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PSY 270 Chapter 7 notes

by: Samantha Grissom

PSY 270 Chapter 7 notes PSY 270

Samantha Grissom
GPA 3.76

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About this Document

These are the notes we went over on social and emotional development in infants. It includes all the theories and effects of attachment and social deprivation.
Child Psychology
Class Notes
deprivation, attachment, secure, insecure, avoidant, disoriented, Theory, resistant
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This 5 page Class Notes was uploaded by Samantha Grissom on Thursday October 6, 2016. The Class Notes belongs to PSY 270 at University of Southern Mississippi taught by Staff in Fall 2016. Since its upload, it has received 14 views.


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Date Created: 10/06/16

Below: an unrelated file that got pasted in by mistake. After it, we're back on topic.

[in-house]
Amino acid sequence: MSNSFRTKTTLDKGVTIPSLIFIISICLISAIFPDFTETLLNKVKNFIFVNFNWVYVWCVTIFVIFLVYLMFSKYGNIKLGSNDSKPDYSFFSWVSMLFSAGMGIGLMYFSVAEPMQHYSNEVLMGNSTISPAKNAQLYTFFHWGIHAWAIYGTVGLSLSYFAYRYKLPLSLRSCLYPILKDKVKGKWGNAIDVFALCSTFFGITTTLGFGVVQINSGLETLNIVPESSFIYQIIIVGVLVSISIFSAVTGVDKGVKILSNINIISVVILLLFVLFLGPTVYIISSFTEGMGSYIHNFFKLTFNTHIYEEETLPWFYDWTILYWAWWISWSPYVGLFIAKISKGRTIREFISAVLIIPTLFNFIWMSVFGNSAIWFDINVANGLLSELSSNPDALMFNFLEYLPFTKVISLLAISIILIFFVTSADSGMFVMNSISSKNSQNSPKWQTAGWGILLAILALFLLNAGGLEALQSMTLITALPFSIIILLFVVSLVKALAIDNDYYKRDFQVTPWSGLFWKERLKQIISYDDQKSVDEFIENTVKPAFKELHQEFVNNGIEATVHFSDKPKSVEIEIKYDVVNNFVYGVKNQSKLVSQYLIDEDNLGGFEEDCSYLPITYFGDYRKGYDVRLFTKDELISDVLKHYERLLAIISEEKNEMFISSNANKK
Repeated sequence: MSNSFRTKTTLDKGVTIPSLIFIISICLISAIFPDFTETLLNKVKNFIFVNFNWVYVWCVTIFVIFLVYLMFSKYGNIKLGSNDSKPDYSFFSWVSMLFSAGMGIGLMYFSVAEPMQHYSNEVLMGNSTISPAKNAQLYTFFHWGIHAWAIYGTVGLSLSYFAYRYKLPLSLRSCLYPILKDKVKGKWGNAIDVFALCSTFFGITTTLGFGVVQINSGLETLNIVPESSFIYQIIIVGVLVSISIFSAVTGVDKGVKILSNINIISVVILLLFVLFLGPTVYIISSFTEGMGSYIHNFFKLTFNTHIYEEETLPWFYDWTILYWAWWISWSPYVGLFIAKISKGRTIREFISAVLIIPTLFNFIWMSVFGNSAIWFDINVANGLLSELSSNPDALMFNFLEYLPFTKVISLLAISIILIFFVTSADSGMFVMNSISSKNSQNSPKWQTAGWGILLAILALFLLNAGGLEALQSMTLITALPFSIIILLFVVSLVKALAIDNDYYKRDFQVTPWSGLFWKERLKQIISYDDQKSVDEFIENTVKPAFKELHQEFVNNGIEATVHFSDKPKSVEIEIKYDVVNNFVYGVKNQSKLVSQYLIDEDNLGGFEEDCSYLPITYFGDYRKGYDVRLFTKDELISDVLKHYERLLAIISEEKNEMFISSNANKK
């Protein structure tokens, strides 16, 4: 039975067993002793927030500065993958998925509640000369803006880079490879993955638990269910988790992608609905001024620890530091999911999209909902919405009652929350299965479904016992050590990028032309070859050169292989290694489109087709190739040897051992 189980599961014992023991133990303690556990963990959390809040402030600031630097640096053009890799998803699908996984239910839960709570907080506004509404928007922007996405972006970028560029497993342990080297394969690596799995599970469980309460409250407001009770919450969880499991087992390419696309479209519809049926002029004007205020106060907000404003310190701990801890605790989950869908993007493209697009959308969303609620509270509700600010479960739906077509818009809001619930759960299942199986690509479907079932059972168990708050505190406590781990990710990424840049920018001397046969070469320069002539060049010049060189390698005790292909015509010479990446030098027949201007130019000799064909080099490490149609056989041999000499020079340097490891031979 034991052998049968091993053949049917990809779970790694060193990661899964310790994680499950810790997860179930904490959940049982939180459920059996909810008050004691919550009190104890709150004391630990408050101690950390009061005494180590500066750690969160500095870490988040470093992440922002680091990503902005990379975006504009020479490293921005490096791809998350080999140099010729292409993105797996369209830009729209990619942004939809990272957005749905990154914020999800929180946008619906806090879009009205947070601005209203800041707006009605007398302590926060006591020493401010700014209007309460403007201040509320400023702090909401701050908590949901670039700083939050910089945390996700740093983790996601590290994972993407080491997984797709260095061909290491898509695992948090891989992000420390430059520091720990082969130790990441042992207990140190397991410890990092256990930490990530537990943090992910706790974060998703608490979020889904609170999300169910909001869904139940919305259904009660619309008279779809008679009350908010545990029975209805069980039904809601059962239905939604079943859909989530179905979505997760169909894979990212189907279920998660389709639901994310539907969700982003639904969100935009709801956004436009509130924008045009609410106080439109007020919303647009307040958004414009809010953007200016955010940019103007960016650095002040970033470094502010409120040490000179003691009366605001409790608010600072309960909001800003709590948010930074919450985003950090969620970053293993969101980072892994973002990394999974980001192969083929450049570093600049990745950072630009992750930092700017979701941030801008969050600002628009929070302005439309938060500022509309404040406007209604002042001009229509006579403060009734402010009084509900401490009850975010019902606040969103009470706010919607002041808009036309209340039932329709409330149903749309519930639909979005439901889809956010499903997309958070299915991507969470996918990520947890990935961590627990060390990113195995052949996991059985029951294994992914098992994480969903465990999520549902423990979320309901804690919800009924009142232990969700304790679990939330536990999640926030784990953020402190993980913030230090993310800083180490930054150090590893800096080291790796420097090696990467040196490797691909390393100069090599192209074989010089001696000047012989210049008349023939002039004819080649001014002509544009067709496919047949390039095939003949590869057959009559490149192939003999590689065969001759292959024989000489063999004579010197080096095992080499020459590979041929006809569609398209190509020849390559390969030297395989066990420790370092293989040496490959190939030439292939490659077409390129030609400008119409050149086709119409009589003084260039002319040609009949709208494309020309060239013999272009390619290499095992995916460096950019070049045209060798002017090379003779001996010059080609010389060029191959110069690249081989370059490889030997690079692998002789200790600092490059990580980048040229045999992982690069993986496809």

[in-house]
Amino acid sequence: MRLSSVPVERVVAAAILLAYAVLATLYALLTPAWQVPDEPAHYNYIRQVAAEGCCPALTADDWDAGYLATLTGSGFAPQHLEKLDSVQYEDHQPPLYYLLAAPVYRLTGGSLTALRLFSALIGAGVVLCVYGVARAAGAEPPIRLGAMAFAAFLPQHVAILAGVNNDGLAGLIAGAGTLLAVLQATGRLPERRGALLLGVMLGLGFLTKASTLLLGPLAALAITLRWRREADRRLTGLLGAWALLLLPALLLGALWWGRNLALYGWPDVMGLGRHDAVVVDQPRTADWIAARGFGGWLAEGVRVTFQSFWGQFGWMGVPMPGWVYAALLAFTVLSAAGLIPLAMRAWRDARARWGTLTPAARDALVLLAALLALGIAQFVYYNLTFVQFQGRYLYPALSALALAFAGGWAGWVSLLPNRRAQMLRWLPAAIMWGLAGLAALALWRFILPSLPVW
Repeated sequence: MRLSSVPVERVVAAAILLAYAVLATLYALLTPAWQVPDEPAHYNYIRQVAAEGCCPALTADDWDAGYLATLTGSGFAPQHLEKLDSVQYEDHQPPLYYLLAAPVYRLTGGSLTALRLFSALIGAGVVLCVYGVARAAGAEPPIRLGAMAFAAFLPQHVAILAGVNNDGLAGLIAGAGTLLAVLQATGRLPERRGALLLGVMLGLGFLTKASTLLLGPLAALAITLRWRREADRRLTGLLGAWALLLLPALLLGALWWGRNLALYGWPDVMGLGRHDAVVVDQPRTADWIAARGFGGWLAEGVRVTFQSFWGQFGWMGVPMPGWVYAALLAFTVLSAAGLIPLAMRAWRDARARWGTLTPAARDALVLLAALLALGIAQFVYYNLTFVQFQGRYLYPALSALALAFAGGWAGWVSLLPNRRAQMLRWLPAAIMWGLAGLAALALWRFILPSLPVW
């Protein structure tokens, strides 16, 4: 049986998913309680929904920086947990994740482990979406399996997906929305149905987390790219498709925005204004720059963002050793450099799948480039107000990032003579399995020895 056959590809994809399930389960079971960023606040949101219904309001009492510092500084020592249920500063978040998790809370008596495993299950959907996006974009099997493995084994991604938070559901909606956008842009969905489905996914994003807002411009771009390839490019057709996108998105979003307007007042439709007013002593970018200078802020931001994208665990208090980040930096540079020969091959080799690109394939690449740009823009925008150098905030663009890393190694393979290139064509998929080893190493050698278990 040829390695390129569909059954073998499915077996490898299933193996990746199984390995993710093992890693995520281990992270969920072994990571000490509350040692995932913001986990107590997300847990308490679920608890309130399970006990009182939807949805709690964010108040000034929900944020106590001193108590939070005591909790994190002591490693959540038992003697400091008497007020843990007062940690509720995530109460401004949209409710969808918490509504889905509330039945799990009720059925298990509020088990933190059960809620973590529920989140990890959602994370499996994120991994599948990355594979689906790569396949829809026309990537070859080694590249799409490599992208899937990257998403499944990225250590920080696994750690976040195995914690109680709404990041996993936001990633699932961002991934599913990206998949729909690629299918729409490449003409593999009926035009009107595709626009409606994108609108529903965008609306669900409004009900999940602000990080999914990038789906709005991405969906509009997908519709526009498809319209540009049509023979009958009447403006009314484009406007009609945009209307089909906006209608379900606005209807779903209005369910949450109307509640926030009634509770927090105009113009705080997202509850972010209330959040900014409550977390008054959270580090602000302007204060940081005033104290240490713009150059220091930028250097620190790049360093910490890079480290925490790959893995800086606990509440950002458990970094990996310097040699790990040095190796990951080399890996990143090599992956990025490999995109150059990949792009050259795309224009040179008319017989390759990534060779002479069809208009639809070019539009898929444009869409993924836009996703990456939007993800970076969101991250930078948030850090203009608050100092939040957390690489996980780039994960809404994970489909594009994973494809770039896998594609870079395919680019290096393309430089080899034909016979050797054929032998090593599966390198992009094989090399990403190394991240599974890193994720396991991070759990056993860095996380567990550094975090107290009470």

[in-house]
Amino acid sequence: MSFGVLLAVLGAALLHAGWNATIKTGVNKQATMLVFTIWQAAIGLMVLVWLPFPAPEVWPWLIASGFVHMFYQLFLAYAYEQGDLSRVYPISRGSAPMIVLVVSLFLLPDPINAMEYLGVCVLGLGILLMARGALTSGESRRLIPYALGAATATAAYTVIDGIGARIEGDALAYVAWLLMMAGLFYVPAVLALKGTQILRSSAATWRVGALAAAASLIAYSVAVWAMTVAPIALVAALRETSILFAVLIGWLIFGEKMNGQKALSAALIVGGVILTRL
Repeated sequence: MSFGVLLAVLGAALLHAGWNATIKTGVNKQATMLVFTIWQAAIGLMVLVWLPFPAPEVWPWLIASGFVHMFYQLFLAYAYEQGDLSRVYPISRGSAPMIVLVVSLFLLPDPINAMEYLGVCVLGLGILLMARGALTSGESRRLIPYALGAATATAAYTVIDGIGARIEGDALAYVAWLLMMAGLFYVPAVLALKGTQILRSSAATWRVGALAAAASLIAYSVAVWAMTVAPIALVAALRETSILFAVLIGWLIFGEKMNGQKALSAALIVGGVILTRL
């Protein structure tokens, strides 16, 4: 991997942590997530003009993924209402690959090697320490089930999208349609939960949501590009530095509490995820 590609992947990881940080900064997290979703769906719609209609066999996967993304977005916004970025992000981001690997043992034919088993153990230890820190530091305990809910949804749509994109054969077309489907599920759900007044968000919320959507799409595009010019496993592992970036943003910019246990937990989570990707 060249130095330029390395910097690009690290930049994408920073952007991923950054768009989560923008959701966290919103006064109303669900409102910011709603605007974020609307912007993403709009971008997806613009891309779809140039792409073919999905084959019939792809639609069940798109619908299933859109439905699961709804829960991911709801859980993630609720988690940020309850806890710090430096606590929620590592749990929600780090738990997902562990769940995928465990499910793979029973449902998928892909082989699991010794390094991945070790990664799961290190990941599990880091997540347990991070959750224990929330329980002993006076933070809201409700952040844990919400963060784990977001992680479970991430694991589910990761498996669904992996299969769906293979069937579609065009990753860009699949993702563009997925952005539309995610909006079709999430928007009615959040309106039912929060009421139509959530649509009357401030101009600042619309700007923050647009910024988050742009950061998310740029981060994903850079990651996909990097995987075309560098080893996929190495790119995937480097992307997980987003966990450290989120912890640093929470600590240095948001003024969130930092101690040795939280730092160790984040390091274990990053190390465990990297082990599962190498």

Definitions Examples Important information PSY 270 Chapter 7: Social and emotional Development in Infants Infants who are securely attached to their mothers may stray away them. Attachment: ­ The affectionate bond between two individuals ­ Characteristics: ­ When children seen to be close ­ Children experience stress with separated ­ Strange situation: ­ Infants are exposed to a series of separation and reunion; once the caregiver  leaves, he/she is replaced with a stranger.  ­ The different behavioral reactions to separation and reunion were measured  through observation and determined the attachment to caregiver ­ Patterns of attachment 1) Secure (most US children) ­ The mother is a child’s home base, meaning they use her as a  safety blank to return to after the explore ­ Exhibit mild destress when the mother leaves and wants to interact  with her when she returns ­ Easily comforted by her ­ Effects: ­ Children are happier, more sociable, and more  cooperative ­ Present fewer negative emotions towards strangers ­ Higher attention spans and better at solving  problems ­ Fewer impulsive behaviors ­ 5 years: better liked by both teachers and peers 2) Insecure ­ Predicts psychological disorders for adolescence ­ Occurs more often when moms: 1) Are mentally ill/abusive 2) Are slower to respond to the infant’s needs 3) Respond coldly towards infants ­ Two types: 1) Avoidant ­ Presents the least distress ­ Ignores the mother when she returns 2) Resistant ­ Presents the highest distress ­ Shows unsure reaction when mother returns ­ Most emotional type of attachment 3) Disoriented/disorganized ­ Confused when mother leaves ­ Presents contradictory behavior when she returns ­ Ex) looks at mother but doesn’t approach her or  gets fussy when picked up by mother ­ Stability: ­ When the caregiver is constant, attachment is also constant ­ Early attachment tends to last into adulthood ­ Adopted children can overcome early insecure attachments ­ Stages: 1) Initial­preattachment (birth­ 3 months) ­ Indiscriminate attachment­ attaching to anyone 2) Attach in the making (3­6 months) ­ Presents a preference for attaching to familiar caregivers 3) Clear­cut attachment (6 months) ­ Emphasized attachment and dependence on primary caregivers What do parents have to do with attachment? Parental Role: ­ Provide higher quality care ­ Integrational transmission of attachment­ theory that if parents were securely attached to  their parents, the offspring with be securely attached ­ There is also a higher chance for the infant to attach if his/her sibling is also attached to  their parents ­ The caregiver’s reaction to an infant’s temperament also affects attachment (the more  irritable the reaction, the more likely it is for an insecure attachment) ­ Fathers: ­ Have fewer interactions with the infant in comparison to the mother ­ More likely to engage in physical play with the infant ­ Most important facts to predict attachment: 1) Amount of quality time spent with the infant 2) Number of affectionate interactions with the infant Theories of attachment: ­ Cognitive: ­ Believed that children must develop object permanence before they develop an  attachment; they must understand that the caregiver doesn’t disappear from the  face of the planet when they are out of sight. ­ 6 months: object permanence is developed ­ 6­7 months: specific attachment ­ Behavioral: ­ Believed that attachment was learned through conditioning ­ Caregivers feed and care for infants, and infants associate their caregivers with  the reward of necessities ­ Caregivers act as reinforcers ­ Psychoanalytic: ­ Agrees with behavioral theory that caregivers are reinforcers but adds that they  are also love objects ­ The attachment with a caregiver is the basis for attachments later on in life ­ The caregivers role of gratifying an infant’s needs is crucial ­ Freud defines an infant’s important needs as food and sucking needs ­ Erikson defines an infant’s important need as the mother’s sensitivity towards all  of the infants needs ­ Contact Comfort: ­ Believed that feeding isn’t critical for attachment and an infant’s basic need is  physical contact/comfort ­ Harlow’s monkey experiment: ­ Using monkeys to determine if the need for food takes precedence  over physical contact by using a wire surrogate mother with food  vs. a cloth surrogate mother ­ Monkeys preferred the cloth mother and used her as a home base  when the “bear monster” was introduced ­ Monkeys only went to the wire surrogate mother when panged  with hunger ­ Ethological ­ Believed attachment is an inborn, genetic action pattern that occurs in the  presence of species release specific stimuli ­ Ex) in humans, babies smile at human faces What happens if there’s no one there to be attached to? Social Deprivation: ­ Humans: ­ Effects depend on the age of isolation ­ Ex) children moved from foster care to adoption at less than 6  months have a better chance of making attachments ­ Anyone older than 6 months exhibited low social and emotional  development ­ Children moved less than 3 months old showed no disturbance  because they haven’t form any attachments yet ­ There are high correlations between age of separation from foster  care and  1) Later feeding or sleeping problems 2) Lower social responsiveness 3) Extreme attachment behavior ­ Two types: 1) Institutionalized Children  ­ Material stimulation is present but there is no social stimulation ­ Creates physical, intellectual, social, and emotional developmental  problems 2) Separation from caregivers ­ In an experiment, children were placed in cubicles for the first year of life with low adult interaction ­ 4 months: low interest in adults ­ 12 months: there are no words spoken ­ Effects during childhood: 1) Increased incidences of personal, social, and psychological disorders 2) Decreased secure attachments to parents 3) Decreased intimacy with peers 4) Increased aggression, anger, and noncompliance with peers 5) Lower cognitive functions, and therefore low school performance ­ Effects during adulthood: 1) Increased likelihood of aggression towards significant others 2) Increased risk for delinquency and academic failure 3) Increased likelihood for substance abuse ­ Non­humans: ­ Harlow’s experiment with monkeys and isolation ­ Effects: 1) Monkey avoided eye contact with other monkeys 2) Didn’t fend off attacks 3) Generally sat in a corner rocking back in forth in total isolation ­ 6 month old monkeys from isolation placed with 3­4 month old monkeys play  while older monkeys play after a few weeks